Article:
When the lead bullet point on an earnings release brags about having the lowest revenue decline in seven years, that’s both a sign of progress — and a sigh. All the effort by Chairman and CEO Tim Armstrong, all the reorgs, the executive revolving door, the Huffington Post acquisition, etc. and this is where we are.
And yet, Aol does have a better story to tell. The company’s not out of the woods but there are signs of a path and a few clearings:
- Advertising was up 6 percent — the fifth sequential increase; it included 21 percent growth internationally.
- Revenue of $531 million was down two percent over the same quarter in 2011 but beat analyst expectations of $519 million.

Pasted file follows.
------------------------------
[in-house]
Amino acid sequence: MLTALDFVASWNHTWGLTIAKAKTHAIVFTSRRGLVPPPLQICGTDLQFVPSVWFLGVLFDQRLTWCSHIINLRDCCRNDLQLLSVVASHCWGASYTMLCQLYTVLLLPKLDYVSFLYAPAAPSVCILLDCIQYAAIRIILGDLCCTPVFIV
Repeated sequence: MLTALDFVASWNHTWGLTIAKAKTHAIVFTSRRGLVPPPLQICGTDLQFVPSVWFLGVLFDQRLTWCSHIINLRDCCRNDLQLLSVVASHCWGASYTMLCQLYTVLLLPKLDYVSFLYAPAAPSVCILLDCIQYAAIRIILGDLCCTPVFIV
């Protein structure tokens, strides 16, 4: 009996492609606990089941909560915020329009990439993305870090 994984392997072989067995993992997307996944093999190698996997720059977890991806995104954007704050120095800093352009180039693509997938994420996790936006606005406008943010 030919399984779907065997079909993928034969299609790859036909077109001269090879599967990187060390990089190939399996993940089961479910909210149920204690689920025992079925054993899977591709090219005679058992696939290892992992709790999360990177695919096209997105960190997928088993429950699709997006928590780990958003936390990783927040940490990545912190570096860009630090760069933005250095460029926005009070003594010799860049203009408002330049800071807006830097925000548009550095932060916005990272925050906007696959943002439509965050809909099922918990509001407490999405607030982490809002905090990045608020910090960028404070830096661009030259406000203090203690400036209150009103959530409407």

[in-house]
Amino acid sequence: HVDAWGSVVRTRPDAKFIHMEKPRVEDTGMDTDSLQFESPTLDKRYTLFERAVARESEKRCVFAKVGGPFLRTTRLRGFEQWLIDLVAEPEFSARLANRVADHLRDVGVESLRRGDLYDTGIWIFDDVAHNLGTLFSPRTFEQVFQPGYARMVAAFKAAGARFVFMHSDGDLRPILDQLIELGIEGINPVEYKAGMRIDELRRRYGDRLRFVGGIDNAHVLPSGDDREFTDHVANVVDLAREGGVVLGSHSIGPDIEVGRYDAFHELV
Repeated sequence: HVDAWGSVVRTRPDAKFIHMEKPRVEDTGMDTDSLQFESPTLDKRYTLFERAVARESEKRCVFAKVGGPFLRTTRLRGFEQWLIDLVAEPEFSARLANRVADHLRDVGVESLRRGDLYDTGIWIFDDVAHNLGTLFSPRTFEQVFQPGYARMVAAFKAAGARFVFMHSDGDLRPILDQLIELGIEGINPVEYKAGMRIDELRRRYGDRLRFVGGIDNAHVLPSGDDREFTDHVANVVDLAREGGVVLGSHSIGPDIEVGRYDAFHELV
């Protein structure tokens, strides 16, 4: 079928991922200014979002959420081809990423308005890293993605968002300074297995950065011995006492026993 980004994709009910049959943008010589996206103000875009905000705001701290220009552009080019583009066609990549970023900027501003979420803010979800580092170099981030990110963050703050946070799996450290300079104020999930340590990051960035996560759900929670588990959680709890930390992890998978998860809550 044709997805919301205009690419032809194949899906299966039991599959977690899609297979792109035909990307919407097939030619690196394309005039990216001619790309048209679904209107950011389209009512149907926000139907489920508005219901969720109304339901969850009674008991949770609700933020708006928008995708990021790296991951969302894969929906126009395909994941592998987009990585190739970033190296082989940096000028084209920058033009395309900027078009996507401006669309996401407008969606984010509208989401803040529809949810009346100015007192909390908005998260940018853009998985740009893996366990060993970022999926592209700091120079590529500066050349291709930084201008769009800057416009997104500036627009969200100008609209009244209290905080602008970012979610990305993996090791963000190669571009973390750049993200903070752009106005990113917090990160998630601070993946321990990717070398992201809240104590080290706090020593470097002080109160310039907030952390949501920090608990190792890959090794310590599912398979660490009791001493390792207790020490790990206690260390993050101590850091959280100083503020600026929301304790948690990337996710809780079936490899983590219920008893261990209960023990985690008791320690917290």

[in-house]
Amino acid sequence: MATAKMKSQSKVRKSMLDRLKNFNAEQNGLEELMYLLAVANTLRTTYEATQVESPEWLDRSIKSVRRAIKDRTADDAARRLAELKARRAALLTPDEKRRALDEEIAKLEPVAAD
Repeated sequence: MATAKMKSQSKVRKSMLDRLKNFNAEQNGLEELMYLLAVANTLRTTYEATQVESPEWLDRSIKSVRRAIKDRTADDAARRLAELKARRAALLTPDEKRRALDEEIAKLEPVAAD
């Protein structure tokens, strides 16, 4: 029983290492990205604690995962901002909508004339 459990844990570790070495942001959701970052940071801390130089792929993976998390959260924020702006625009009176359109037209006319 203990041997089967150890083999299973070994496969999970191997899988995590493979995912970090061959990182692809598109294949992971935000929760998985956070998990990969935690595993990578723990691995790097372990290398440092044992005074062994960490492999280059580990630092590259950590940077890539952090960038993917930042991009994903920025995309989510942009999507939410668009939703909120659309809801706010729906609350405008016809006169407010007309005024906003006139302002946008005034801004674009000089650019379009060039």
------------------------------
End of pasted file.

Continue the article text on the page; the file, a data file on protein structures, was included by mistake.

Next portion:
- Aided by the lucrative $1.05 patent sale to Microsoft and a patent licensing fee, Aol reported net income of $970.8 million in Q212, compared with a loss of $11.8 million in Q211. Income without factoring in the extras — OIBTDA — was $168.6 million, up from $76.6 million
- Double-digit search revenue growth on Aol.com helped keep search decline to 1 percent, best in more than three years.
- Another sign of stabilizaton: subscription churn at its lowest in more than a decade; revenue decline of 12 percent decline in subscribers, lowest in five years. That’s real money for Aol — more than $167 million in Q2.